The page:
RE: JavaMemoryModel: Legality of native code changing final field s

From: Jerry Schwarz (
Date: Tue Jun 12 2001 - 15:50:38 EDT

Firstly, since a native method could be called from a constructor to
initialize its final fields it doesn't seem reasonable to disallow JNI code
from modifying final fields completely.

Secondly, I think a semantics can be specified in a reasonably clean way
that doesn't constrain compilers.

We say that writes to final fields in JNI (outside the constructor of the
object containing the field) add to "allWrites", but not to "previous". And
that such writes to not modify "overriden". In effect whether these writes
do anything at all becomes implementation specific. That is, we define
a writeJNIFinal,

    writeJNIFinal(Write<v,w,g>) =
        allWrites += <v,w,g>

Then we need to specify which JNI to Final fields use writeJNIFinal and
which use writeFinal. Specifically they all use writeJNIFinal except

A. When they are writing the field of an object whose constructor has not
yet returned.

B. During some (yet to be determined) times associated with deserialization.

Granted B is ugly, but as has been noted previously some exceptions need to
be made for serialization.

Note that this leaves JIT's free to assume that final fields are never
changed (outside the constructor or deserialization).

At 06:44 PM 06/11/2001, Bill Pugh wrote:

>>I've said this before but I'll repeat it. I don't think the JSR will have
>>any chance of changing JNI to prevent modifications to final fields, for a
>>variety of reasons. But it is also not necessary to prevent it. Use of
>>native code turns off all safety guarantees and so we need not be concerned
>>about what native code does with regard to synchronization, in general.
>I feel pretty strongly about this. When somebody writes an article for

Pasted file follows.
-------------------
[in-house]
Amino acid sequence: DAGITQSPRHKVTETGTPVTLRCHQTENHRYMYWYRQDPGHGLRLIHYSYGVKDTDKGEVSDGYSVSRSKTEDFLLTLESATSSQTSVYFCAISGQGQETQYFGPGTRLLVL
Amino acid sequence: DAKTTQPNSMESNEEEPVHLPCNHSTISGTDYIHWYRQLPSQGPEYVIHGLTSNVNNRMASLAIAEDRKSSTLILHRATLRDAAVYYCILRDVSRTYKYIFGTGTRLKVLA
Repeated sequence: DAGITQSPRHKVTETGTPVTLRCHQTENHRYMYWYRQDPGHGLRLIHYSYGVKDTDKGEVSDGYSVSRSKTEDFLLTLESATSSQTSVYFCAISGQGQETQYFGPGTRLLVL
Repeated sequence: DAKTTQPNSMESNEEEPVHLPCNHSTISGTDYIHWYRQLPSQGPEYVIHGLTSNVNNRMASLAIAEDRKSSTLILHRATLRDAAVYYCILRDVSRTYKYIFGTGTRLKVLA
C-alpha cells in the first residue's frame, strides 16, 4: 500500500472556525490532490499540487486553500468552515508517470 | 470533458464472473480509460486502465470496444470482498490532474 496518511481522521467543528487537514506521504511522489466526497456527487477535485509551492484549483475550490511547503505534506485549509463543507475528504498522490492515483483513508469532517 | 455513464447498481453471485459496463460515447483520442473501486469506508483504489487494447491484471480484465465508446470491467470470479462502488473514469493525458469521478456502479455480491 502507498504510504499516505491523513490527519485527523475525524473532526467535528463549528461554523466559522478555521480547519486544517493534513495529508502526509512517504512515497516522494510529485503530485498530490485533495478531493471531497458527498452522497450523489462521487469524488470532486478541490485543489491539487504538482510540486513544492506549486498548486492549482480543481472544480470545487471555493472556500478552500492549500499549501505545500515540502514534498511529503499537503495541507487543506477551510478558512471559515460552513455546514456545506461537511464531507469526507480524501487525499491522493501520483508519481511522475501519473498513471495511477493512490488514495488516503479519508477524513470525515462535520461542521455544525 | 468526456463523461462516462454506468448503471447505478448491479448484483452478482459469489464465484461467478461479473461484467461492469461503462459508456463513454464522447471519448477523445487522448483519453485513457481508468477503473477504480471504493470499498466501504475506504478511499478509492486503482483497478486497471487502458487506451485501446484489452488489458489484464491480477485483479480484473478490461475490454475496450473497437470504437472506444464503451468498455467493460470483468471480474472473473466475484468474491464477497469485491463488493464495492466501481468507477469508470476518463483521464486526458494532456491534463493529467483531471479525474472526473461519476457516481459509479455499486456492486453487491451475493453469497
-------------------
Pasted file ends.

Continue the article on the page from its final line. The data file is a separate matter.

>JavaWorld advocating the use of JNI to change final fields in custom
>deserialization, I think we need one of three things to be true:
>* JNI throws an exception if an attempt is made to change a final field.
>* I can go to the specification and point to a place where is says: "If you do
> this, the semantics of your program are completely undefined, and your
> VM can core dump or produce corrupt and non-typesafe results."
>* The spec defines the semantics of using JNI to change final fields.
>(This excludes the write protected fields such as, for which
>some special case will be provided).
>I don't think any other answer is acceptable. If there is any idiom that
>JVMs are going to be required to support, the semantics of the VM must
>define that support. You can't have VM requirements that are not supported
>by the semantics.
>And if we don't declare using JNI to change final fields to be broken,
>then you can count on somebody with poor taste using it and then demanding
>that JVM's support it. And if they are an important application/company,
>Sun will.
>I don't feel strongly about whether JNI needs to throw an exception. The
>spec just needs to say whether the semantics are defined. (If the
>semantics are not
>defined, at least the debug version of JNI should report an error).
>This is similar to what happens when a constructor makes an object visible
>to other threads before the object is completely constructed. I don't
>recommend it, but the spec has to specify the semantics of doing so.
> Bill
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